Pi Day is coming! Who’s planning to bake a pie (or buy a pie)? Many of us enjoy this unofficial holiday (March 14 or 3.14, get it?) as an excuse to enjoy pie. Some folks like having a reason to get excited about math. If you are one of those people—or if you don’t get excited about math, you but need to teach or learn math anyway—I have a newer resource to tell you about!

Now We Can Have Some Pi(e)TumbleMath is a newer eResource that is full of books about math! You can read the books (or watch an animated version) and practice what you learn with the quizzes and worksheets provided. Teachers and parents can also find lesson plans with helpful information about how the books match curriculum standards. The “about” page has two guides for using TumbleMath. One is aimed at parents and the other at classroom teachers.

It’s super easy to browse through the available titles. You can also select specific topics to see what books are available on that subject for readers in different grades.

Now We Can Have Some Pi(e)One of the really nice things about TumbleMath is that there are no restrictions on people using the same book at the same time. So if everybody wants to read Sir Cumference And The Dragon Of Pi on Pi Day, you don’t have to worry about all the copies being checked out! (Just so you know, you can also find the Sir Cumference books on hoopla.)

The collection is made up of picture books, but that doesn’t mean all the books are for younger children. There are some graphic novels and books on more advanced topics for students up through fifth grade.

You may also like to look back at our previous list of recommended books about pie and pi.

Now We Can Have Some Pi(e)

Happy Pi Day to You! by Bonnie Worth

The Cat in the Hat visits Sally and Dick’s school on Pi-Day and shows them how to measure pi.

Now We Can Have Some Pi(e)

Nightlights by Lorena Alvarez

Sandy attends Catholic school, but she is more interested in the tiny stars that appear in her bedroom at night that she later turns into pictures. When a mysterious new girl appears at school, Sandy’s drawings are noticed for the first time. However, Morfie’s fascination with Sandy’s talent soon turns into something far more sinister. It turns out Sandy may have been paying attention in class after all, and this may give her a secret weapon… (This book came out a few years ago, and now there is a new sequel: Hicotea.)

Now We Can Have Some Pi(e)

The Complete Baking Book For Young Chefs by America’s Test Kitchen

An ultimate first baking book for kids by the experts at America’s Test Kitchen. This book provides step-by-step, photographed recipes for sweet and savory favorites, from pie to pizza, while explaining the science behind what makes baked goods so tasty.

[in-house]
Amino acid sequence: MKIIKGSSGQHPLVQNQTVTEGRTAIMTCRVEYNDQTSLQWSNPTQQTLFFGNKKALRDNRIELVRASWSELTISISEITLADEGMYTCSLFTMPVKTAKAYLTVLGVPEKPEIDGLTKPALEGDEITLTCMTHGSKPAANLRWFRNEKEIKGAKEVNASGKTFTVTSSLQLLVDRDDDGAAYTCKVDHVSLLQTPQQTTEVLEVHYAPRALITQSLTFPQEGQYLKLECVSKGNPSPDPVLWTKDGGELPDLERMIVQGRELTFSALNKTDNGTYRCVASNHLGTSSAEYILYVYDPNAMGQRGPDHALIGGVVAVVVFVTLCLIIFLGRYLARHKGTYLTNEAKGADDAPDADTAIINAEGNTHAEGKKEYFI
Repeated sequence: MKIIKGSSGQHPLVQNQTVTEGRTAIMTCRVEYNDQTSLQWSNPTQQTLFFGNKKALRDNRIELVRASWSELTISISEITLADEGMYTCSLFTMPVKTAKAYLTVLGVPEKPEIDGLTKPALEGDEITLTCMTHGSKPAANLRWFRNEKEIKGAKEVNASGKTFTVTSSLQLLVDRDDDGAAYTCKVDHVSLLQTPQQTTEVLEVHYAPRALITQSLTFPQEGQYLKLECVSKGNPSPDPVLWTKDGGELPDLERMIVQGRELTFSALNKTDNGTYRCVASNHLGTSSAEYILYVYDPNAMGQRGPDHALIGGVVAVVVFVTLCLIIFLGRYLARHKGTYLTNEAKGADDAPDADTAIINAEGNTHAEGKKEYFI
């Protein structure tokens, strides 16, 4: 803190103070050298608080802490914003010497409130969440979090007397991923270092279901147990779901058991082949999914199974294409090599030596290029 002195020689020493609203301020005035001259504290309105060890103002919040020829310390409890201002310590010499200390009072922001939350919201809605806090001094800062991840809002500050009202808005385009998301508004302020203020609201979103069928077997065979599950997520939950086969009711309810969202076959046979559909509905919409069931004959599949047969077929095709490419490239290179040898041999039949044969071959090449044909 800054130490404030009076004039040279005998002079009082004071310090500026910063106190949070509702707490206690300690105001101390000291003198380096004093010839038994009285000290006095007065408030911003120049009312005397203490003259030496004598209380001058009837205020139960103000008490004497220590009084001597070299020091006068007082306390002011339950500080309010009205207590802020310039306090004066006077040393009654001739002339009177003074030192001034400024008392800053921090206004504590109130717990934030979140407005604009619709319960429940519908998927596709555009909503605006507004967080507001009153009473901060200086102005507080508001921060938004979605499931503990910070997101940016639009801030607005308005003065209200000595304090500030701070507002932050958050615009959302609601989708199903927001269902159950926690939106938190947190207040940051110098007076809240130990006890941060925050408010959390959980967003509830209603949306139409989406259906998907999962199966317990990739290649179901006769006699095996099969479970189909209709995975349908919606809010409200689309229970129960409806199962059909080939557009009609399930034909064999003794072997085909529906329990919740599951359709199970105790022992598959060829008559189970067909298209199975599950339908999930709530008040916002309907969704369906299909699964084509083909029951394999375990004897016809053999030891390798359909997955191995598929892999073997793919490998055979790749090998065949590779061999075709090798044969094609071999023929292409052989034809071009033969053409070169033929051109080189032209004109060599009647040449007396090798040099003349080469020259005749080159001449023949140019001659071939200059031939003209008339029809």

Now We Can Have Some Pi(e)

Geometry Is As Easy As Pie by Katie Coppens; design by Yu-Yi Ling

Math is made yummy in this follow-up to the acclaimed Geology Is a Piece of Cake. With scrumptious-looking photos, easy recipes and a variety of pies to bake or just ogle, this book provides a fun and memorable approach to thinking and learning about circles, polygons, angles, parallel and perpendicular lines, tessellations, symmetry, area, volume and more. This book will leave the reader with a taste for geometry!

Now We Can Have Some Pi(e)

I Only Have Pies for You by Suzanne Nelson

The popular Wish novels author returns with another “foodie” tween novel with a serving of down-home cooking and scrumptious pies.

Now We Can Have Some Pi(e)

Pie in the Sky by Remy Lai

11-year-old Jingwen is feeling out of place when his family moves to an English-speaking country. He dreams about making all the cakes from the bakery his father had planned to open before he unexpectedly passed away. The only problem is that his mother has laid down one major rule: her children are not to use the oven while she’s at work.

Now We Can Have Some Pi(e)

Pies From Nowhere by Dee Romito; illustrated by Laura Freeman

Describes how Georgia Gilmore organized a group of women who baked pies to fundraise for the Montgomery Bus Boycott in 1955.

Now We Can Have Some Pi(e)

Robo-Dodo Rumble by Tom Angleberger; illustrated by Jared Chapman

A sequel to Recipe for Disaster. This new adventure finds sidekick Koko Dodo’s cookie shop targeted by an evil robotic dodo competitor that would put him out of business. At the same time, Dido Dodo defends the town from a giant sea monster. By the best-selling author of the Origami Yoda series.

Now We Can Have Some Pi(e)

Summer of a Thousand Pies by Margaret Dilloway

After her father goes to jail, Cady Bennett, age twelve, is taken from foster care to spend a summer with her estranged Aunt Michelle, who is trying to save her failing pie shop.